A Georgia company’s efforts to resist disclosure of communications with its lawyer provoked a rare discussion at the U.S. Supreme Court last week regarding the importance of attorney-client privilege.
On Oct. 5, the first day of its fall term, the Court heard hourlong arguments in Mohawk Industries Inc. v. Carpenter, which asks when a party can appeal a judge’s finding that it has waived the privilege in an order releasing material for discovery. Can such an order be appealed before the trial proceeds, as an interlocutory appeal, or only after “final judgment,” when the trial is over?
Mohawk asserts that, if it can’t appeal right away, the damage of disclosure will be done, and the privilege will be weakened to the detriment of the legal system.
Mohawk’s lawyer, Randall Allen of Atlanta-based Alston & Bird, stressed the importance of the attorney-client privilege as a “key and central element of the administration of justice,” long recognized by the Supreme Court.
Allen also said that, under Court precedents, a factor to consider is whether postponing an appeal until final judgment renders the order “effectively unreviewable” because the privileged material has already been revealed. “Once that information is disclosed to your adversary, it is disclosed to the last person on earth you might want to see it,” Allen told the Court.
The dispute arose during a lawsuit brought by Norman Carpenter, a Mohawk supervisor who says he was fired because he complained that the carpeting and flooring manufacturer was hiring illegal aliens. At the discovery stage, Carpenter sought information about interviews conducted by the company’s outside counsel relating to his case. The company filed an interlocutory appeal of the trial court’s order, but the U.S. Court of Appeals for the 11th Circuit ruled against Mohawk, setting the stage for this high court appeal.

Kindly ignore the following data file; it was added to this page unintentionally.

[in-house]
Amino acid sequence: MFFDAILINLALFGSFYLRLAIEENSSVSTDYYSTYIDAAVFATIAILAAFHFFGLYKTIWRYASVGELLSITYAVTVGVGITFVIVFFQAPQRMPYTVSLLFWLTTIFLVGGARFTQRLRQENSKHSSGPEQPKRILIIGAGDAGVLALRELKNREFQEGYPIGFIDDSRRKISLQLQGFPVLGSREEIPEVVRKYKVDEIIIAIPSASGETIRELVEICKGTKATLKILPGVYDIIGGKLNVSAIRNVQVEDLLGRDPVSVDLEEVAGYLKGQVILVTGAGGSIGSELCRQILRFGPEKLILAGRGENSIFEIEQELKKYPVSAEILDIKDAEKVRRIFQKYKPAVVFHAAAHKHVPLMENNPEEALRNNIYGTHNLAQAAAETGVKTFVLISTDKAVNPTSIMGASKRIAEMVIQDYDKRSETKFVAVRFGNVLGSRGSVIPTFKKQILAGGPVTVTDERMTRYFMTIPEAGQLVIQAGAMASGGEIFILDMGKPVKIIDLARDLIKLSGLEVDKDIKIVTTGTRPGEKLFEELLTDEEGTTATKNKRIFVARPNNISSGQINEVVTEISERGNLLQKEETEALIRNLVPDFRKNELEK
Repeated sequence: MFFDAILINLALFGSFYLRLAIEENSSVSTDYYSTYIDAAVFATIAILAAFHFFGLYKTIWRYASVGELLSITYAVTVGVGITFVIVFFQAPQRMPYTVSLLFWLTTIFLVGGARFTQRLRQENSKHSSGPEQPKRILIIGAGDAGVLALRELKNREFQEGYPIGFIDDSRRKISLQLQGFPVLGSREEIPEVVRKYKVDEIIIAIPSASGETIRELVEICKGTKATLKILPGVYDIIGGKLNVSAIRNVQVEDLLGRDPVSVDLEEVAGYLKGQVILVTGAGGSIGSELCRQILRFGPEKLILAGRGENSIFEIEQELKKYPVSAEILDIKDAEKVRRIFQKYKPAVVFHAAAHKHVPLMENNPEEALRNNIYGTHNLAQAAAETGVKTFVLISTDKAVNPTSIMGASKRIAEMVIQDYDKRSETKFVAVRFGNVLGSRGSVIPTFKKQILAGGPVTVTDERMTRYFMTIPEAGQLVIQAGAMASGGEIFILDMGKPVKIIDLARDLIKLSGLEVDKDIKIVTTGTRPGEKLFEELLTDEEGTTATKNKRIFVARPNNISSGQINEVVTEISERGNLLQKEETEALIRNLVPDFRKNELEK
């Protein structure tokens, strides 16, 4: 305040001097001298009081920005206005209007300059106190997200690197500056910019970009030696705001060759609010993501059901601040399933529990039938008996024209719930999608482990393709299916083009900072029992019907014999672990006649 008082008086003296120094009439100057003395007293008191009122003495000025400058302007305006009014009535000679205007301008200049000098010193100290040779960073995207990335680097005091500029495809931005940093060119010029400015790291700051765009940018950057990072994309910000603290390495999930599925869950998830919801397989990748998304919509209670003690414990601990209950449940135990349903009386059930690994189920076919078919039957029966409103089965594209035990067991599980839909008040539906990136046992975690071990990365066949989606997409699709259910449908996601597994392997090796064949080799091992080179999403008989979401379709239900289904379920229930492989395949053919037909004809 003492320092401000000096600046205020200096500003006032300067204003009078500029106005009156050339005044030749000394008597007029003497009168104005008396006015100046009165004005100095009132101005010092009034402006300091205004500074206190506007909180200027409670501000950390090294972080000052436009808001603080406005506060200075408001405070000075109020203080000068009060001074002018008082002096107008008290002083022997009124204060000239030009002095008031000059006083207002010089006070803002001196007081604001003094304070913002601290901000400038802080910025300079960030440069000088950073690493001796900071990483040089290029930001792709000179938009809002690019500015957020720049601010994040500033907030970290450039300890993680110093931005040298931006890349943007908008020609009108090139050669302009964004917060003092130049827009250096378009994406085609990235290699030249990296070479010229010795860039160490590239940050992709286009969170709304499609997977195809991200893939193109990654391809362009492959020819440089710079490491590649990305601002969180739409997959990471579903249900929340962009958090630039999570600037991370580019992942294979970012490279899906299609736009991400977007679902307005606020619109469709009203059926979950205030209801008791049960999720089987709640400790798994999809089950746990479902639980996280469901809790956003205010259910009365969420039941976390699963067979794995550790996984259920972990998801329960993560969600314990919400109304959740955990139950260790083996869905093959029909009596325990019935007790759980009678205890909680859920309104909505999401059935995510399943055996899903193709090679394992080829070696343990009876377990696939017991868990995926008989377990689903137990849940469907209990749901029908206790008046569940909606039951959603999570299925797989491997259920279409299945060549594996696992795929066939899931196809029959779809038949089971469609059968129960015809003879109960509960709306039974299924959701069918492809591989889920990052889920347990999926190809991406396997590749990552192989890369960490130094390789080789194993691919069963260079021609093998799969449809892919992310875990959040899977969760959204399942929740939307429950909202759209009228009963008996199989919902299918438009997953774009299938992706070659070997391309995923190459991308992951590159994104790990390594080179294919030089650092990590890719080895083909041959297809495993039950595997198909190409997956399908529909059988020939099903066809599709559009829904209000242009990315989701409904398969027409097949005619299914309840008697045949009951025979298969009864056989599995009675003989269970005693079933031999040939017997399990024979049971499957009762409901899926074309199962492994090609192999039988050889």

Several justices seemed skeptical that the attorney-client privilege should be protected any more strongly than other privileges or other possible grounds for appealing judicial orders.
“Mr. Allen, except for the fact that you and I are lawyers,” said Justice Antonin Scalia, “do you really think that confidentiality right is any more important to the proper functioning of society than, let’s say, the protection of trade secrets?” In jest, Scalia threw out the hypothetical of a judge ordering the release of “the formula for Coca-Cola.”
Justice Sonia Sotomayor also seemed skeptical, noting that there are already exceptions to the attorney-client privilege, which are “not going to stop people from talking to lawyers if they really need to.”
Yale Law School professor Judith Resnik, who represented Carpenter, warned the Court that, if collateral appeals such as the one sought by Mohawk are allowed, trials will be disrupted. “There will be more cases for sure, and there will be more people with comparable privileges knocking at the appellate doors.”
Justice Samuel Alito Jr., who served until 2006 on the 3d Circuit, said that collateral appeals were allowed under that circuit’s precedents, and “it didn’t seem to me that the sky was falling.”
In a colloquy with Resnik, Chief Justice John Roberts Jr. also offered a rare shout-out to the American Bar Association, which filed a brief in favor of early collateral review. “We — I, at least — look at a brief of the American Bar Association and view that as a representation of how the people affected here, the lawyers, view the value of the privilege and what will happen to it,” Roberts said.
Resnik replied by citing briefs on Carpenter’s side from lawyers, judges and law professors.
Roberts replied, “Oh, but the law professors aren’t the ones who deal with this question on a day-to-day basis and have to worry about going to jail.”
Tony Mauro can be contacted at tmauro@-alm.com.